I’d like to add that after the step of “identifying” your remarkable story, the next step is to Tell It Masterfully 😉

    Also, As I’m relatively new to CopyBlogger compared to many, I’m thrilled you’re re-releasing and updating archived content, thank you!

  25. says

    Thanks for reposting this story about the success we achieved for Collin Street Bakery with identifying the “hidden remarkable benefit.” I’ll always remember the “aha!” moment that started us down the path to this new positioning. It was over lunch with the client when we were served pecan pie for dessert. My client remarked that the restaurant’s pie was made with commercially grown pecans, whereas CSB’s fruitcakes were made with native pecans. This prompted my curiosity about native pecans. The research suggested there was a story to be told and a unique selling proposition to be created. Obviously it worked.

    Moral of the story: always have dessert.

    If you’d like to see the CSB package, follow this link:

  26. says

    Hi Brian,

    Love the Schlitz story, NOT the beer … Yuck! I’m one of those Seattle beer snobs, as the stuff is great up here … must be the water 😉

    I like to call this your “Killer Swag.” It’s your unique combination of know-how and life experience. Who you are and what you know, delivered in your own special way. But it’s sometimes hard to find your own hidden benefit. When you do inject your personality into the mix it makes your content that much more special though, at least I like to think it does. Thanks for the post!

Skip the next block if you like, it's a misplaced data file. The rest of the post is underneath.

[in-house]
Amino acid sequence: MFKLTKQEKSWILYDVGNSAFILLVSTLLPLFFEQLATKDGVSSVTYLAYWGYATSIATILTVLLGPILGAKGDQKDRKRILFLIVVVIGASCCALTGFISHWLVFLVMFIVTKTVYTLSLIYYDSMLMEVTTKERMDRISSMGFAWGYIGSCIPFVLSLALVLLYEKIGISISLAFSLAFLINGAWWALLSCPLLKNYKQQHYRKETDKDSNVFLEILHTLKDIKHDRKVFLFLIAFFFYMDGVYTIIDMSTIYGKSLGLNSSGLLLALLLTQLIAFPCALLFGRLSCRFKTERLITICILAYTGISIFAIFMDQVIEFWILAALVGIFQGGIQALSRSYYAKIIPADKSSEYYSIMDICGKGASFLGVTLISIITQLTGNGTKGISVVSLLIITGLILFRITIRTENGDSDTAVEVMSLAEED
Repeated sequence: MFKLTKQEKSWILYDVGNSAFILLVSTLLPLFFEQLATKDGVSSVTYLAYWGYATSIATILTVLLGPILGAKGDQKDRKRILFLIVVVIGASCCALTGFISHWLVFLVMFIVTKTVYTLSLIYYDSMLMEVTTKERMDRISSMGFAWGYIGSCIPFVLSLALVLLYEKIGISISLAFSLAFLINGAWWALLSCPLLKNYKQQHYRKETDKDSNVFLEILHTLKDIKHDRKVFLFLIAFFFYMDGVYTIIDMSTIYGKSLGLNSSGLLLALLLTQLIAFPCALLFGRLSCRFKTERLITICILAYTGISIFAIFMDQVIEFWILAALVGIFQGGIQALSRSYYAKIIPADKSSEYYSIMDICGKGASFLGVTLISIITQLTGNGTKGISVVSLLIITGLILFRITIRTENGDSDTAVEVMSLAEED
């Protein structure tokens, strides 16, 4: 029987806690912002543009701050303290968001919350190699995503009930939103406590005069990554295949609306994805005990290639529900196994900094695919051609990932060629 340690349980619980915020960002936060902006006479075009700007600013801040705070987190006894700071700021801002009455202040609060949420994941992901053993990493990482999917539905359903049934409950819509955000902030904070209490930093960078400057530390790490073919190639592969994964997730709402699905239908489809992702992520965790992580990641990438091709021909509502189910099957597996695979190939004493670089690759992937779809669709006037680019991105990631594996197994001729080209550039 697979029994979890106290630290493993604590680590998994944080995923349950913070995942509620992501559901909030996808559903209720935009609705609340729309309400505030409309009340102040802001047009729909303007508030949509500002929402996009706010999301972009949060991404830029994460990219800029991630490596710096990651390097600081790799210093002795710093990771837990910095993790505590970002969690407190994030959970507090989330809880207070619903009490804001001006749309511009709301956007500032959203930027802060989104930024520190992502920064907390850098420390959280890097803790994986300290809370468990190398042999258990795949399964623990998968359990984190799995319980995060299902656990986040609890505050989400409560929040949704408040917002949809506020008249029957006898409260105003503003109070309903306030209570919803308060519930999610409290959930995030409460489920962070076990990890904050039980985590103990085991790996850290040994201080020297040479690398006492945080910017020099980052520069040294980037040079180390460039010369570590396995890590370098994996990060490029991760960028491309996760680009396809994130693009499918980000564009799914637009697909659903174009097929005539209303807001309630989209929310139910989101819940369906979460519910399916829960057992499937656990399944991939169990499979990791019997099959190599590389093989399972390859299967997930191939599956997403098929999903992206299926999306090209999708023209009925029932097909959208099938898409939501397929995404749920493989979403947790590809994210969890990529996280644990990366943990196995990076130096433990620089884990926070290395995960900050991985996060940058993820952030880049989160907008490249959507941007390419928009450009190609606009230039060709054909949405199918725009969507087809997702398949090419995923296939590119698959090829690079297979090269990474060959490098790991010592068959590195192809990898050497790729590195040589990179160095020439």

p.s. When is the podcast starting up again? I already miss it.

  27. says

    Hi Brian,

    First, a zillion thanks for re posting this great post for newbies like Jason ‘J-Ryze’.

    Question, what would be, in your perception the ‘hidden-remarkable-benefit’ of Copybogger?

    • says

      Haha, thanks for noticing, Ashok :)

      And I’d guess one hidden remarkable benefit is that CopyBlogger’s kind of like a Blogging University, developed from the seed of a love for copywriting :)

    • says

      The hidden remarkable benefit of Copyblogger tends to evolve over time. :)

      Right now, it’s probably that all the work writers do to create great persuasive content is also a terrific SEO strategy, with just a few relatively simple tweaks.

    • says

      I can answer this one. 😉

      The one thing I can point to that’s been consistent from the beginning despite all the changes over the years, and the very unique thing, is that we practice what we preach in full view. I not only demonstrated while teaching during the early years (for example, how to get traffic with a post that got huge amounts of traffic in the process), I also made it part of the editorial voice (kind of a wink and smile at all times).

      People responded to that in a very positive way. So, the strange thing for Copyblogger is that we don’t have an overt “message” that you can spot, but the message is nonetheless communicated with the content. We’re transparent about the fact that we’re doing to you what we’re teaching you to do.